The following section is a brief introduction from Wikipedia, the free encyclopedia.
Rhythm (Greek ρυθμός = tempo) is the variation of the duration of sounds or other events over time. When governed by rule, it is called meter. It is inherent in any time-dependent medium, but it is most associated with music, dance, and the majority of poetry. The study of rhythm, stress, and pitch in speech is called prosody; it is a topic in linguistics. All musicians, instrumentalists and vocalists, work with rhythm, but it is often considered the primary domain of drummers and percussionists.
In Western music, rhythms are usually arranged with respect to a time signature, partially signifying a meter. The speed of the underlying pulse, called the beat, is the tempo. The tempo is usually measured in 'beats per minute' (bpm); 60 bpm means a speed of one beat per second. The length of the meter, or metric unit (usually corresponding with measure length), is divided almost exclusively into either two or three beats, being called duple meter and triple meter, respectively. If each beat is further divided by two it is simple meter, if by three compound meter.
Some genres of music make different use of rhythm than others. Most Western music is based on divisive rhythm, while non-Western music uses more additive rhythm. African music makes heavy use of polyrhythms, and Indian music uses complex cycles such as 7 and 13, while Balinese music often uses complex interlocking rhythms. By comparison, a lot of Western classical music is fairly rhythmically simple; it stays in a simple meter such as 4/4 or 3/4 and makes little use of syncopation. In the 20th century, composers like Igor Stravinsky, Philip Glass, and Steve Reich wrote more rhythmically complex music using odd meters, and techniques such as phasing and additive rhythm. At the same time, modernists such as Olivier Messiaen and his pupils used increased complexity to disrupt the sense of a regular beat, leading eventually to the widespread use of irrational rhythms in New Complexity.
A rhythm section generally consists of percussion instruments, and possibly chordal instruments (e.g., guitar, banjo) and keyboard instruments, such as piano (which, by the way, may be classified as any of these three types of instruments).
Rhythms' Categories/Genres and Examples
Rhythms' categories are various, changing, without clear-cut definition, and could be perceived very personally.
Wu, TX wants to focus on the 'Songs' Rhythms', to conclude a simple and comprehensive frameworks, and to explain the category by the substantial differences of basic beats and tempos as follows. However, the practice could be more complicated than the examples.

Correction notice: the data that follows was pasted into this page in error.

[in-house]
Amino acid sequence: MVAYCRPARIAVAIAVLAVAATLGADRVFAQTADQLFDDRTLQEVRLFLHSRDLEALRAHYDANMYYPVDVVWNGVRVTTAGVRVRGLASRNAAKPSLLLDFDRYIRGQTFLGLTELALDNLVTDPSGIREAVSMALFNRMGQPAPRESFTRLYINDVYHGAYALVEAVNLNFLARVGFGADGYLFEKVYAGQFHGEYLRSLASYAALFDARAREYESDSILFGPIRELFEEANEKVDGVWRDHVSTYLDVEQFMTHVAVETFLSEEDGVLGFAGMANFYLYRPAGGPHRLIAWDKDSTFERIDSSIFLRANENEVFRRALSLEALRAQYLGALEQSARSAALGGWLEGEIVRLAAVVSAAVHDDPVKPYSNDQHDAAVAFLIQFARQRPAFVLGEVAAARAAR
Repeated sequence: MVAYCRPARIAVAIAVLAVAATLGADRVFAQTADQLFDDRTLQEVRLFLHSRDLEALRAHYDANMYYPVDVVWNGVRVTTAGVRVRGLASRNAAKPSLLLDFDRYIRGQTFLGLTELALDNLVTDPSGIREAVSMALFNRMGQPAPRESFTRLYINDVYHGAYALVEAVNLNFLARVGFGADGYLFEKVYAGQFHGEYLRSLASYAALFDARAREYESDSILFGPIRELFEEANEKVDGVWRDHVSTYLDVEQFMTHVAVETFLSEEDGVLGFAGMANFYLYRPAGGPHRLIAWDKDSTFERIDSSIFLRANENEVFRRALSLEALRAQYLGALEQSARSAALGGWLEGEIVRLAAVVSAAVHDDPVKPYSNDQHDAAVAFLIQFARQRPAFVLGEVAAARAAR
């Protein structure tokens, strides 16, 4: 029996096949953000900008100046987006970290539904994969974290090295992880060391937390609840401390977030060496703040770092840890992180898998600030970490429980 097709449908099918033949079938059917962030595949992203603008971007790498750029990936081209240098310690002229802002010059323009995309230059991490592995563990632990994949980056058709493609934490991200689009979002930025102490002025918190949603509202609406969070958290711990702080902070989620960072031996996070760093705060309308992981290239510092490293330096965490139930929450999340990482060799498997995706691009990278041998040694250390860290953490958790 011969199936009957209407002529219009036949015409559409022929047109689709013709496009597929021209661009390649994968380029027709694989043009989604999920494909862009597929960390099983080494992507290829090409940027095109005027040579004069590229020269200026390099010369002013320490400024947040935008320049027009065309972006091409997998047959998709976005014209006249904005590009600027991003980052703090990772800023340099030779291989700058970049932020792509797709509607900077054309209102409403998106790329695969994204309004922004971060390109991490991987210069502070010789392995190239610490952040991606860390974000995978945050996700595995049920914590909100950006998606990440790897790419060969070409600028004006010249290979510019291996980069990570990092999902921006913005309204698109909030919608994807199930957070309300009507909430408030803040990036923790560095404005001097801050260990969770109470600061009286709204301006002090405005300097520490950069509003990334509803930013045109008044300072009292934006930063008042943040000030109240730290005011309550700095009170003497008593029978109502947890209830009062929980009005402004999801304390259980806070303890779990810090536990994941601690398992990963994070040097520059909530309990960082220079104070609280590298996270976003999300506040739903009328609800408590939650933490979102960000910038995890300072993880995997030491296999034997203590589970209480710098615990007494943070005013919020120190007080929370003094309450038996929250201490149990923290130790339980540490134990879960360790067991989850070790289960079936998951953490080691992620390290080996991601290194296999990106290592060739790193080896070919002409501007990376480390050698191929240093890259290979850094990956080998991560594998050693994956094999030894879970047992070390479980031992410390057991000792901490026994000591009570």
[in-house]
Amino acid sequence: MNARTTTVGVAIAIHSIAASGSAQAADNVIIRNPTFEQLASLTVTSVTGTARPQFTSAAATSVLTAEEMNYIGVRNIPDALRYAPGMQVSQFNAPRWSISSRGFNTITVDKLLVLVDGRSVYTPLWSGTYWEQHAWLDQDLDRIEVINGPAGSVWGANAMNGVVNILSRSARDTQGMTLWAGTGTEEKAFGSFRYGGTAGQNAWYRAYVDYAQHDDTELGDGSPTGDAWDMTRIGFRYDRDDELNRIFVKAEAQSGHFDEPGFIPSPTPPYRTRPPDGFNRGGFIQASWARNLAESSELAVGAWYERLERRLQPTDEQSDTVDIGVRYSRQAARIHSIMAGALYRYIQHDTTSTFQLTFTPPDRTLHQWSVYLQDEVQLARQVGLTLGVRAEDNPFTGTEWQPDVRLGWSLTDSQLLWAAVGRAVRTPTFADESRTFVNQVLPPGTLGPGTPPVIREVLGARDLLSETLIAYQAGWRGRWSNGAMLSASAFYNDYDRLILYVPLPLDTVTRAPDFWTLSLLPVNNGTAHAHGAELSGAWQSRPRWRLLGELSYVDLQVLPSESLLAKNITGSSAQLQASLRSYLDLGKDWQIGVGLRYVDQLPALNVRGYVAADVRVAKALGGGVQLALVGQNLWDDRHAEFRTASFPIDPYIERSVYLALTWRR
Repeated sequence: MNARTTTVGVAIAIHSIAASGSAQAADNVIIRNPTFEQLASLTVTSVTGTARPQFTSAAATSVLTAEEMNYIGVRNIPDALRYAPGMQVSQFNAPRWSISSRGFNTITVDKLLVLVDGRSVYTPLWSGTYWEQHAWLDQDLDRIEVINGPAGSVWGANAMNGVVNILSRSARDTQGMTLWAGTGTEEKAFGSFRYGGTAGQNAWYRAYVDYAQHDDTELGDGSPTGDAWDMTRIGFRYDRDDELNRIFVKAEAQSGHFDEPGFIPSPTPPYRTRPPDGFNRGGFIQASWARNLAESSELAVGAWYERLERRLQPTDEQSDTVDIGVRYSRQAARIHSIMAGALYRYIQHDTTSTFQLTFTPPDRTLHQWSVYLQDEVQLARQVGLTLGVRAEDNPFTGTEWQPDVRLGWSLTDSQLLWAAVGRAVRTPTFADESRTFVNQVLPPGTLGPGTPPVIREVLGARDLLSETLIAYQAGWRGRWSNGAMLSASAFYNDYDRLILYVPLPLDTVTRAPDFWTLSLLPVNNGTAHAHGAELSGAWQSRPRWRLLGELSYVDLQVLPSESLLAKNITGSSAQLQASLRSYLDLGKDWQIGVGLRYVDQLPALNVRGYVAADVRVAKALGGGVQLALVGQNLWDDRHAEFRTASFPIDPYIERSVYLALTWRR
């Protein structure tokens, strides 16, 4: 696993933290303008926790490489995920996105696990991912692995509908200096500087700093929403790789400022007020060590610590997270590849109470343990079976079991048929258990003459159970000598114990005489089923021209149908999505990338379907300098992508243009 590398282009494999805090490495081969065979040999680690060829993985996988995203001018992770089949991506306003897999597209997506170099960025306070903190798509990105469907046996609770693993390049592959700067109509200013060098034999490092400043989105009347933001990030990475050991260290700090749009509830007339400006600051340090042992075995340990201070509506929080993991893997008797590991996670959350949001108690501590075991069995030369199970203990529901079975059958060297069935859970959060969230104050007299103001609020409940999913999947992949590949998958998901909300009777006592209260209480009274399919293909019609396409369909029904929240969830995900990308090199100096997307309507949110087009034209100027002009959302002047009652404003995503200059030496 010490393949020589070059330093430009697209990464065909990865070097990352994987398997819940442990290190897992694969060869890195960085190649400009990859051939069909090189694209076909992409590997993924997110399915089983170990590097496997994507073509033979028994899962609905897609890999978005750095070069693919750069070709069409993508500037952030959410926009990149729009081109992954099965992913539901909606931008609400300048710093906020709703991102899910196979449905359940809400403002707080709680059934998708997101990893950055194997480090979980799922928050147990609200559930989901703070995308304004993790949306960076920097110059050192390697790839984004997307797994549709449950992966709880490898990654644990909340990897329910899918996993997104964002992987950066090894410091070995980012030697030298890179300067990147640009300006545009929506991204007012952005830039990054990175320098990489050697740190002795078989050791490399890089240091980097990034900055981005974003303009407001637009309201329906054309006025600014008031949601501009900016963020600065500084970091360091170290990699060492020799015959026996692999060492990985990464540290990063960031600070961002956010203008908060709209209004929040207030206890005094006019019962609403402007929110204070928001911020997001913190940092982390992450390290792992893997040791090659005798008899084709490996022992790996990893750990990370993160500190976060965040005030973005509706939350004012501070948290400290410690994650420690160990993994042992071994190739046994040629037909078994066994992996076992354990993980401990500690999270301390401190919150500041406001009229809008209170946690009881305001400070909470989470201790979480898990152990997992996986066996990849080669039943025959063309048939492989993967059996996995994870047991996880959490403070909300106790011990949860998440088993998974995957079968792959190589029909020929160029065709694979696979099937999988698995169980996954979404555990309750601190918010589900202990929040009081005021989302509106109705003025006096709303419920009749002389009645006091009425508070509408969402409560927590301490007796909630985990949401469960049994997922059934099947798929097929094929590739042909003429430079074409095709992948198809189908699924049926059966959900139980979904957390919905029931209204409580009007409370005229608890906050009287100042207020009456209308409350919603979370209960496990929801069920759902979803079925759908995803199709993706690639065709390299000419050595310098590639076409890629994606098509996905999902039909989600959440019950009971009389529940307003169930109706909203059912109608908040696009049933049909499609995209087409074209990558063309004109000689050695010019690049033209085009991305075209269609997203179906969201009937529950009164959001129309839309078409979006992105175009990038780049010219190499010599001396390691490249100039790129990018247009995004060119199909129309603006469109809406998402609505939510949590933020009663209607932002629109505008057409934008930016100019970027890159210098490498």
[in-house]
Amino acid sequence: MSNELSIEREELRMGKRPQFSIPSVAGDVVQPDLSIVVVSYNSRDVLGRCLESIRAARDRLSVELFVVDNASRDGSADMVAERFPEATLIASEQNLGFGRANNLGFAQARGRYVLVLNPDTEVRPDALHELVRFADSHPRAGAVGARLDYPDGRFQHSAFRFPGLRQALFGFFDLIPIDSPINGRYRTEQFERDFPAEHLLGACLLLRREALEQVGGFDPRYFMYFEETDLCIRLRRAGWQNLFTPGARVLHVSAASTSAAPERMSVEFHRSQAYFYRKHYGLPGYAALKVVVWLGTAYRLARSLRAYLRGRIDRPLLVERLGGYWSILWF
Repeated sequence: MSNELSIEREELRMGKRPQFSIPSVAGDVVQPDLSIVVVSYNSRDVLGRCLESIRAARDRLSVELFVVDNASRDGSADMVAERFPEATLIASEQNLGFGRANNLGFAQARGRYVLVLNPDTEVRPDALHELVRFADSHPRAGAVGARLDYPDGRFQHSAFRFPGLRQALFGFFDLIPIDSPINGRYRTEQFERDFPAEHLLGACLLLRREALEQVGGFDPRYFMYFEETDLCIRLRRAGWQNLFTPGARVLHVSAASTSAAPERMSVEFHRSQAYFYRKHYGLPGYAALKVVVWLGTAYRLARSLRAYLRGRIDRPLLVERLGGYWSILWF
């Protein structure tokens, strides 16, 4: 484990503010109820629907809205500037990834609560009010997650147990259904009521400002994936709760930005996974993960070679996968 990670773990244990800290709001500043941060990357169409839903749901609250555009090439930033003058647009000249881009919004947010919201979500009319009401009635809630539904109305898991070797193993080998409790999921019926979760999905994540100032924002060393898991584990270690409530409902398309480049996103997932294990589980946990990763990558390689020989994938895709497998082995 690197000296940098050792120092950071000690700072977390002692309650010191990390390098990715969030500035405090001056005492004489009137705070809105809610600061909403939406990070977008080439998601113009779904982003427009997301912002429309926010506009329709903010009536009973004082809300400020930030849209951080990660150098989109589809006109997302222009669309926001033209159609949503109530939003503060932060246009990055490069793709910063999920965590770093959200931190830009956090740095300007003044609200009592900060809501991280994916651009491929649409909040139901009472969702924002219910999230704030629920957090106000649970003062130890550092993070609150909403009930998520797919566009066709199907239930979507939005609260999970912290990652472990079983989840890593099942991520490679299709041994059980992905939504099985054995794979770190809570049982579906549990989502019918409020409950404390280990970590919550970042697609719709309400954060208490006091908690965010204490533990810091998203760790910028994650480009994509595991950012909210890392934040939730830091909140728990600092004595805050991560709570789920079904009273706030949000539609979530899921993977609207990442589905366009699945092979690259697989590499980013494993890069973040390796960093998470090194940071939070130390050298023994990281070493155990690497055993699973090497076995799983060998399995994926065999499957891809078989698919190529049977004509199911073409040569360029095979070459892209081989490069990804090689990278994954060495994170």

X: Bass Drum -strong
x: Side Kick -medium
Slow Family 慢歌家族
Slow : X - - -, X - - -x
Blues：X - x - , X - x- -
Soul：X- -- x –
Slow Soul : X -x x -x, X -x xx -x
Folk：- x- x- X
Slow Rock：X-- --- --- --- , X0- --- -0- ---
Rock / Boogie-Woogie / Jive Family 搖滾家族
Rock：X.- X.-, X -X 0 -
Hard Rock：X -X xx -
Heavy Metal： Xx -X Xx -X
8 Beats：X- X- X.x-x X
16 Beats：---- ---- ---- ----
Funk：XxX- Xx-0 X.x-x X0
Twist：Xx -- Xx --
Jazz / Swing Family 爵士家族
Jazz is a musical art form originally developed by African Americans from around the turn of the 20th century. It is characterized by blue notes, syncopation, swing, call and response, polyrhythms, and improvisation. As the first original art form to emerge from the United States of America, jazz has been described as "America's Classical Music".
swing rhythm is a convention that the half beats are played not equally as written, but with the first longer than the second and the shorter second note having an accent. Generally the first note of each of these pairs is twice as long as the second, giving a triplet feel. A rhythm that is not swung is called a straight rhythm.
Swing：X -0- x -, X - - -0-
Pop：X-- -- x -
Jitterbug (or East Coast Swing, with 6 count) / Jive / West Coast Swing: X - x –
Western / Folk：X- 0- 0- x
Country：X- x- xx -
Latin Family 拉丁家族
Latin (or Latin jazz) is the general term given to music that combines rhythms from African and Latin American countries with jazz harmonies from the United States.
The two main categories of Latin are Brazilian and Afro-Cuban.
There are other three famous Latin rhythms: Tango (short for Italian Tango), Argentina Tango and Flamenco.
Bossa Nova：X x- 0- 0
Samba : X0 -X X- -X , (8th note) X 0- xX 0 X-x0 X0
Rumba：X- 0- x – , X -- x- x-
Beguine：X - x- 0, X- 0- x- x-
Cha Cha：- - -- -
Tango：- - - -x
Argentina Tango : - -x - -
Flamenco : (triplet) - - X - - X - X - X - X
Soul / Funk / Disco Family 靈魂大家族
Disco：X x X x
R&B / Rap / Hip Hop Family 節奏藍調大家族